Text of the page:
Is it possible to find cheap fixed credit card rates?

find a cheap fixed credit card rateFixed rate credit cards have generally become rare, with cheap fixed rate credit cards even tougher to find. That does not mean, however, you will not find them as long as you do your homework and start looking.

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Fixed rate credit cards began to drop off the map around 2009, the Wall Street Journal reports. A major reason behind their extinction is the way they can result in a loss of money for the credit card issuer.

How can fixed rates lose money for credit card issuers?

To understand how a cheap fixed rate, or any fixed rate, can be a detriment to a business, it’s best to first understand the difference between fixed and variable credit card rates.

Fixed APRs remain stable regardless of what is going on with the economy while variable interest rates rise and fall with the economic tide, the Federal Reserve explains.

Since interest rates are typically based on the Treasury’s prime rate of the moment, variable rates afford a safety net for the credit card issuer, ensuring the issuer does not lose money on interest when interest rates skyrocket. The rates also stay in pace when interest rates dip, which provides a benefit to the consumer.

Fixed rates remain that way, at least for a set amount of time, regardless of what is going on with the prime. While the consumers may end up paying a higher credit card interest rate with a fixed rate if the prime rate plummets, they are protected with a lower credit card interest rate if the prime rate sharply increases.

Fixed Rates are Not Fixed Forever

cheap fixed credit card ratesNothing lasts forever and there is no guarantee a fixed interest rate will, either. Your credit card agreement discloses when a fixed rate expires, which is often the case with credit cards that come with a 0% or very low introductory rate.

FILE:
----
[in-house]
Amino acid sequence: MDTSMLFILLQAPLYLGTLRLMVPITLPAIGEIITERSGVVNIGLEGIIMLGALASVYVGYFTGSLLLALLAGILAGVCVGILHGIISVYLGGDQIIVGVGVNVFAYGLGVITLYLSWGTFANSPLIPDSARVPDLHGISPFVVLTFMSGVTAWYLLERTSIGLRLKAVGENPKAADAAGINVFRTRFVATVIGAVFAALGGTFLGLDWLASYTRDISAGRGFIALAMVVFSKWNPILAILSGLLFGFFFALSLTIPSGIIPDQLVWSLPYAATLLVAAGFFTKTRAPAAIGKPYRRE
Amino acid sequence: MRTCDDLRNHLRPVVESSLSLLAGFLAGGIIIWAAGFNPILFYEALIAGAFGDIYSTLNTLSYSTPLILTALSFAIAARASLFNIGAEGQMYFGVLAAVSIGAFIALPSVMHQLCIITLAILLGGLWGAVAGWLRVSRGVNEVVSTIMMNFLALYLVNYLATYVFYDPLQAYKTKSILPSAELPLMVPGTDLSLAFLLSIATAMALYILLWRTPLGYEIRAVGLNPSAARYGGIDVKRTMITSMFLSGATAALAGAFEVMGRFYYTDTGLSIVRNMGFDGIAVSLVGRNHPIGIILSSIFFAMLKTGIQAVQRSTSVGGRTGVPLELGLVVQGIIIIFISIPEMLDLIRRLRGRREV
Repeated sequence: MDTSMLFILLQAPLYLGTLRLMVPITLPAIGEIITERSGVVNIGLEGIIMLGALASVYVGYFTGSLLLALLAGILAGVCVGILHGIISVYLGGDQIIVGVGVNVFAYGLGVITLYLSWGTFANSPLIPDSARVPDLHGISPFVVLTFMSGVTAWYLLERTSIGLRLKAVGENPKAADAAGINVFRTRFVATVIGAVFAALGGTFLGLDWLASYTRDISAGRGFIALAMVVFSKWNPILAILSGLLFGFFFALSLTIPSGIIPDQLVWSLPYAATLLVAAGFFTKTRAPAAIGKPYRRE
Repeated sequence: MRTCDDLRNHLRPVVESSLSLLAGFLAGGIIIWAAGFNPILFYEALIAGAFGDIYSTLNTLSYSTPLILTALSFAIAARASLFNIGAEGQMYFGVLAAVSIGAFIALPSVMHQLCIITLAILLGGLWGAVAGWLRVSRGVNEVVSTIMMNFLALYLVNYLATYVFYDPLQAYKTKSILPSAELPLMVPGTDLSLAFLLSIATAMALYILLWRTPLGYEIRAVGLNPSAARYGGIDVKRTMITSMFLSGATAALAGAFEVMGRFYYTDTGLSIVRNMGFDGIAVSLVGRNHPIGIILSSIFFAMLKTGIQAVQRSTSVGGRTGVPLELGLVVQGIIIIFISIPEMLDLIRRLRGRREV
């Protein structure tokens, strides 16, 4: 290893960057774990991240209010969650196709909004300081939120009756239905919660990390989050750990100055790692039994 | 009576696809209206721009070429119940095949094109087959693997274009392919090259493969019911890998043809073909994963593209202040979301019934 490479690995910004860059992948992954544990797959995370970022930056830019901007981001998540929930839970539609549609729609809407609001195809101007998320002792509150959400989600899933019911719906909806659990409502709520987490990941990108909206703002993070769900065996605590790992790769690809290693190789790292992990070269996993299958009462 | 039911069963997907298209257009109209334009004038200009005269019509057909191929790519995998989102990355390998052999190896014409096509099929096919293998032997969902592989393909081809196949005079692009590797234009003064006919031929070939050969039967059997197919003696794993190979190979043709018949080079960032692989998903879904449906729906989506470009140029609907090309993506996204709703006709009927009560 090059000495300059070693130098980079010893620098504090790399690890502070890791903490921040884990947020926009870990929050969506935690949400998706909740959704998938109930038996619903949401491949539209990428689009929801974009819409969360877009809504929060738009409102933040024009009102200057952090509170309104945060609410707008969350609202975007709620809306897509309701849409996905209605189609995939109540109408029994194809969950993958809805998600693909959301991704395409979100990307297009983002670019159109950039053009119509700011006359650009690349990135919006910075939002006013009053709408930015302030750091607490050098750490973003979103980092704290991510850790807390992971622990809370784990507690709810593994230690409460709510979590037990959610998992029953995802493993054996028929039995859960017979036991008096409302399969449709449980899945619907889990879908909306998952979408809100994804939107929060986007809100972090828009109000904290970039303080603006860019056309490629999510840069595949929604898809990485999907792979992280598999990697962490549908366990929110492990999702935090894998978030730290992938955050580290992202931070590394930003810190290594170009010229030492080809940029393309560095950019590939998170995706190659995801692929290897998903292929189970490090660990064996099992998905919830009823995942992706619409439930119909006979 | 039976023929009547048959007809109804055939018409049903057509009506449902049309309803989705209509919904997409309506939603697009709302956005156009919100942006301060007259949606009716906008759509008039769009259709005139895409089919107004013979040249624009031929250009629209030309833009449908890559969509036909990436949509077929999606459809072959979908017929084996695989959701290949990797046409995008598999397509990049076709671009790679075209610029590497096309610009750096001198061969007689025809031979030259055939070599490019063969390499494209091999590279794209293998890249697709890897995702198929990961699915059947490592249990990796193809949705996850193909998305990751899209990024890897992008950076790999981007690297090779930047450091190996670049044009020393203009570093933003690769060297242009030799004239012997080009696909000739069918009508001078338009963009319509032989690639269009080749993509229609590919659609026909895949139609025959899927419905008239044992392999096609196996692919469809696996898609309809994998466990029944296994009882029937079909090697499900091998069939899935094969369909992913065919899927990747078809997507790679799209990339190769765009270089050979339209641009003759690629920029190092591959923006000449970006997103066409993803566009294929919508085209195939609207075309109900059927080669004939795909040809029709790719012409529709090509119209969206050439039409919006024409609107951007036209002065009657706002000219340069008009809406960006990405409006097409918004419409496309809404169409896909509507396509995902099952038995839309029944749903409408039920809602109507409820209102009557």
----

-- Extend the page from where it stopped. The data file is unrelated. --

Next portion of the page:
Credit card issuers can also change fixed rates in accordance with laws enacted in early 2010, according to the U.S. Treasury’s HelpWithMyBank website. The laws state fixed rates must remain fixed for at least 12 months after you open the credit card account.

Issuers must also alert you of a change in a fixed rate at least 45 days prior to the rate change. The alert must come in writing from the issuer. One more stipulation is that the credit card agreement must state the duration of the fixed rate and must guarantee the fixed remain remains fixed during that entire duration.

Cheap Fixed Rates Do Not Automatically Mean a Good Deal

Although a cheap fixed rate on your credit card can be a major benefit, it is not the end-all when it comes to determining how good a deal a credit card may be. For starters, different interest rates may apply to different transactions. Your cheap fixed rate may be for new purchases only, while any balance transfers or cash advances may be charged at a different interest rate.

You also want to keep an eye on the penalty interest rate, which a credit card company can apply if you fail to pay off your bills on time or otherwise break the rules of the agreement. Penalty APRs are typically very high and can be left in place for as long as the credit card issuer deems necessary.

Fees are another factor that can help make or break a credit card deal. The Federal Reserve points out a number of fees that can come with a credit card, regardless if the interest rate is fixed, variable, cheap, or expensive.

These fees may include penalty fees for failing to follow the credit card agreement rules and an annual membership fee just for having the credit card, regardless if you actually use it or not. Other fees may come in the form of an application fee, account set-up fee, and fees for transferring balances or taking cash advances.

Charging an amount above your credit limit may also result in a fee, as can asking for an increase in your credit limit. Just as federal laws offer some protection regarding interest rates, they also offer a bit of protection against outrageous fees.

During the first year of any new credit card account, the credit card issuer can only charge a total amount of fees that are less than or equal to 25% of your initial credit limit.

This may be a good thing to keep in mind when you are offered a credit card with a very high credit limit.

Keep an eye on fees and different interest rates while you search for cheap fixed rate credit cards with our FREE credit card chaser!

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